Imagine this situation: You have accepted a job proposal from one company but while you were waiting for them to send you the contract, you received another proposal. That second proposal is better than the first one and you really would like to work with the second company. Is it even legal to decline an accepted job offer?
Here's another situation: You have been searching for a job and received an offer. You accepted the position and started to get ready to work. However, at that point you began to realize that you’ve made a huge mistake because the position is not a good fit for your skillset and abilities, or perhaps you got a counteroffer. Is it considered inappropriate and rude to change your mind?
If you find yourself in this position, this article is for you.
We’ll give you some helpful tips and present useful phrases for speaking with a hiring manager to ensure you do it respectfully and positively.
Some Good Reasons For Declining A Job Offer
The financial aspect. It is no longer possible to live on a lesser salary, so financial constraints are a legitimate reason.
Offer accepted too early in job seeking process. Today, most candidates apply to multiple jobs and hiring managers understand that.
Overlooked details. You can say that you were overwhelmed with the search process and failed to go into the details of the proposal. As a result, you missed some critical information.
Lack of Personal Development Opportunities. Sometimes, a job might not provide sufficient opportunities to enhance your skills, so accepting it is like never leaving the previous one. You want to develop as a professional, so you need more opportunities to improve your skillset and abilities.
How To Let A Company Know You Don’t Want The Job
Let’s suppose you decided to turn down the job offer. First and foremost, you need to remember that there is nothing illegal in turning down the offer you accepted as long as you haven’t signed an employment contract. As you explain why you changed your decision, you need to follow a number of recommendations. To make the conversation with the company’s representative as smooth as possible, consider the following.
1. Act Quickly
A common mistake people commit is trying to postpone the awkward moment. The right action here is to move fast! The first reason why you need to act quickly is the consideration of the needs of the company. The sooner you let them know, the easier it will be for them to find another candidate.
The second reason why you should not wait is your job search. For example, if you received another better offer, you might not be the only one considered for that position. By postponing the call to decline, you are decreasing the chances of getting that second job. The other candidates might be acting while you’re waiting!
2. Don’t Just Email Them
Another common mistake of job candidates is emailing the company to let them know you don’t want the job. An email is not the best option in this situation because the person receiving that letter will consider you a coward.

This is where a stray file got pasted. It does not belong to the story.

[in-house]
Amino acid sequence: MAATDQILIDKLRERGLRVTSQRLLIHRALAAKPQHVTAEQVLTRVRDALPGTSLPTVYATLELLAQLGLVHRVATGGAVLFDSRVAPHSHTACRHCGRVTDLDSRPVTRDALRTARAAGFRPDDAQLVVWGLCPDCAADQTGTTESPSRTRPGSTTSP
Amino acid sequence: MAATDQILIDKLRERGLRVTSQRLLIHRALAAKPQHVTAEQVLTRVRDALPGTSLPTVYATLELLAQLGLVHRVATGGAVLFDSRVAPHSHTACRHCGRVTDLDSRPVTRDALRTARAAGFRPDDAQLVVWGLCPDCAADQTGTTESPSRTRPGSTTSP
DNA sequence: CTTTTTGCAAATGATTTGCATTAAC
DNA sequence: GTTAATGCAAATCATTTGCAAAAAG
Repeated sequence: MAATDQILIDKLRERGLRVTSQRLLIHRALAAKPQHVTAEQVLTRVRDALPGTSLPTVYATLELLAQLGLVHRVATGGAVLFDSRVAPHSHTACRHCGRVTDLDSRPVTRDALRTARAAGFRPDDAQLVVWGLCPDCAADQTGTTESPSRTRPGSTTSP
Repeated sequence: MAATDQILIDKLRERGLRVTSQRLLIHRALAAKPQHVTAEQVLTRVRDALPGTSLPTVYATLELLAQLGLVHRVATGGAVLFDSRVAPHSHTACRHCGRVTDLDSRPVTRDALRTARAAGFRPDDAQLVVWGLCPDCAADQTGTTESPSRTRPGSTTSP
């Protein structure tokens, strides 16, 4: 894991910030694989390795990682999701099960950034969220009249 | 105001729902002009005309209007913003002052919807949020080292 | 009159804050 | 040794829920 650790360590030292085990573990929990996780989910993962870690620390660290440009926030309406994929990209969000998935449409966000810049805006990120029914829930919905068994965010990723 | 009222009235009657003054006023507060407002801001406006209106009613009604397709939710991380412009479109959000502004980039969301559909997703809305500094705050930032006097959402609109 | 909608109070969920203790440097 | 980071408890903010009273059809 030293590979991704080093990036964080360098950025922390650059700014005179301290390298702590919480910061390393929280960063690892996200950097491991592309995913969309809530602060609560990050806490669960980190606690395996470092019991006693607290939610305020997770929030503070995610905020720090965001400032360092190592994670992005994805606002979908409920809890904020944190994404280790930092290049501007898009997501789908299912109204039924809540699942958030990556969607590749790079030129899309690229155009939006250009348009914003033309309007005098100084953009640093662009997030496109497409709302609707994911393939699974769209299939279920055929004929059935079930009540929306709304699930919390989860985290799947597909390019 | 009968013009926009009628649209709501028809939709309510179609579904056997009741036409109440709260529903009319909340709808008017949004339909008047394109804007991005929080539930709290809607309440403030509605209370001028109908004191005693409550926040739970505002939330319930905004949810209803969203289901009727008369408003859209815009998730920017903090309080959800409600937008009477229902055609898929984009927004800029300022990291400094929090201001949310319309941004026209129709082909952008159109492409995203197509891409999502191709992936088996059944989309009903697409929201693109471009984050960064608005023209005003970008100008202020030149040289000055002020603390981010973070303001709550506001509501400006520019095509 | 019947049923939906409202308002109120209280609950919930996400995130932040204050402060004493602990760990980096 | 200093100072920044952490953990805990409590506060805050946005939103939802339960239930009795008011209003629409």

Of course, calling a company to turn down their offer is an uncomfortable experience. However, you need to go through it because email is clearly insufficient. A better way is to do it by phone. By calling, you have a better opportunity to explain your reasons and remain on good terms. An email can be used just to confirm the conversation with the hiring manager, and no more.
3. Be Honest
Honesty is the best policy here. When speaking with a hiring manager, explain to them the real reason why you changed your mind. A lie is easily detectable, so it’s better to remain honest. Be tactful, though. For example, if you think you won’t get along with the staff, say that you don’t think you would fit in well with the organizational culture.
Keep the conversation negativity-free to remain on good terms with the company. Burning bridges is a bad idea as you never know when you may need them again.
4. Stand Your Ground
Be prepared for the hiring manager to try to convince you to choose their company. They will present you with some reasons why you need to stick with your original decision. That’s why you need to stand your ground if a negotiation begins.
Remember, you have no legal obligations because you haven’t signed anything. Even a reason like a long commute is legitimate here. The main risk you’re running in this situation is criticism.
Useful Phrases For Discussing With The Hiring Manager
Let’s suppose you need to prepare yourself for a phone conversation with the hiring manager. To turn down the job proposal in a respectful and appropriate manner, use the following phrases:
- After giving a lot of thought to your offer, I’ve made the decision to decline it because it is in my best interest, as well as your company’s.
- Learning about your company has been a real pleasure as I have been following your progress.
- The reason why I am declining your job offer is another position. I believe it is a better fit for me at this moment.
- I admire your company and its role in the advertising business, so I am terribly sorry for any inconvenience caused by this decision.
- I wish you all the best and hope I will get another opportunity to work with you in the future. Good luck with your search!
The Bottom Line
Refusing a job after accepting it is an uncomfortable experience. However, if you feel like you’re making the right decision, then do it. Hopefully, the tips in this article will be helpful to you during this process.
See also How To Deal With Counteroffers for some useful tips.
Diana Clark, is an experienced Recruiter. She deals with thousands of candidates at college-paper.org. Diana believes that everyone has a right to decline an offer for even more valuable one. Follow Diana on Twitter @DianaCl97652243